“I always say we’re incredibly creative within our fences, because I don’t feel like we’re pushing boundaries. We’re very creative within our fences, and because we have the fences, they make for very creative moments.
“We come up with some stuff that I don’t think any of us would’ve come up with had we not had the fences. There’s a lot of other things that I wouldn’t have done visually had we not had the fences and I think they’re better sometimes.”
Shonda Rhimes, creator of Gray’s Anatomy and Scandal and executive producer of How To Get Away with Murder (together, the 3 shows are ABC’s Thursday prime time lineup), shared these words on Fresh Air with Terri Gross on NPR. Hear the interview here.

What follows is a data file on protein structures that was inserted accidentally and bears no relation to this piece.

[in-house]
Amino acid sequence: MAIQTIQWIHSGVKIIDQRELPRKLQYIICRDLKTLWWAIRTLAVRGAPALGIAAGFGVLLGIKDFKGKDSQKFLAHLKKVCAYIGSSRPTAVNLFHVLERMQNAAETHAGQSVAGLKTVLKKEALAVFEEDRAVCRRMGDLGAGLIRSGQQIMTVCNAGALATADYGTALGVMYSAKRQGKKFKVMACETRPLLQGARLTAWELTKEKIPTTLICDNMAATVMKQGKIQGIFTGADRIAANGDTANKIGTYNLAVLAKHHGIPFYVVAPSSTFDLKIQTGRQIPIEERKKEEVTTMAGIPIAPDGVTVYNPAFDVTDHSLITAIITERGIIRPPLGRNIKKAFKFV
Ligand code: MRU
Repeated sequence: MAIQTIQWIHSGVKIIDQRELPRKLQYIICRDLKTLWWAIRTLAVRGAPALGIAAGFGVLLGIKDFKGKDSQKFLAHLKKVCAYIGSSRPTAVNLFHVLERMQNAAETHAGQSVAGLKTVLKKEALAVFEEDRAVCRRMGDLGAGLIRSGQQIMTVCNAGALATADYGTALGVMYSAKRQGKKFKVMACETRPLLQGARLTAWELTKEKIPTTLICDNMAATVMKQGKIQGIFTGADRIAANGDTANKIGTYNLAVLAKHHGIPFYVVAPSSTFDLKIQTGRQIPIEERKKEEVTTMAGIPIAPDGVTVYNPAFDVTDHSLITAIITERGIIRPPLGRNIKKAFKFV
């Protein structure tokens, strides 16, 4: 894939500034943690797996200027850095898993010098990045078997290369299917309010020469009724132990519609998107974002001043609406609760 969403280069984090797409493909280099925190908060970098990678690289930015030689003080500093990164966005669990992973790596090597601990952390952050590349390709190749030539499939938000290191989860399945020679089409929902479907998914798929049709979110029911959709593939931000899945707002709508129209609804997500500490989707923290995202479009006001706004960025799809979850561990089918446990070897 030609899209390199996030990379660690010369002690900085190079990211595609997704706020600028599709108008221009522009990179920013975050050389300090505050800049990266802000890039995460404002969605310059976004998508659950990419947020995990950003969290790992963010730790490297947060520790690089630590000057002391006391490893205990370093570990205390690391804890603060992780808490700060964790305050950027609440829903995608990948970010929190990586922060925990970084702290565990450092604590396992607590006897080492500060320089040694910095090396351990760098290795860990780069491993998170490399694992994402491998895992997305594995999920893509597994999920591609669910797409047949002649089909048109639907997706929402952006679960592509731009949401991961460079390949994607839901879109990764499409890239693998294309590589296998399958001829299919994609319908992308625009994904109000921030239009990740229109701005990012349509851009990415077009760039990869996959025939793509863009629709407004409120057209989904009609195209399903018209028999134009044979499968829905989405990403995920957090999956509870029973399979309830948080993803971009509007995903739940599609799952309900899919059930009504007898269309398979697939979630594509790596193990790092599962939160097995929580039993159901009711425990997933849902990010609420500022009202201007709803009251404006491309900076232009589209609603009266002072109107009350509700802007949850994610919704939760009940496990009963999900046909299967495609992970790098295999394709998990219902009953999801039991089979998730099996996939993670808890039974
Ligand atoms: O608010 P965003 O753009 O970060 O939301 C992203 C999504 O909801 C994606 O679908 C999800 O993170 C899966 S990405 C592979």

Asked about working on network television rather than on cable, which is far less restricted in content and language, Rhimes sees FCC broadcast rules as her “fences.” Through these words, constraint is not only embraced, it’s credited with forcing creative solutions.
Hearing this interview inspired me finally to sit down and organize my thoughts around this long felt and frequently experienced dynamic.
Twitter‘s 140 character limit. Instagram‘s square images. Ignite‘s 5 minutes, 20 slides, and 15 seconds.
Boundaries, rules, constraints. Operating with lines and limits seems like something many of us view with disdain. We want to be free!
But Rhimes’ fences change our approach. They change the puzzle. We approach, decide, edit, and solve differently.
Finding success in spite of limits has been fundamental to scientific, engineering, medical, and other breakthroughs that improve our quality of life and redefine what’s possible.
Now, a short celebration and warm embrace of creativity from constraint.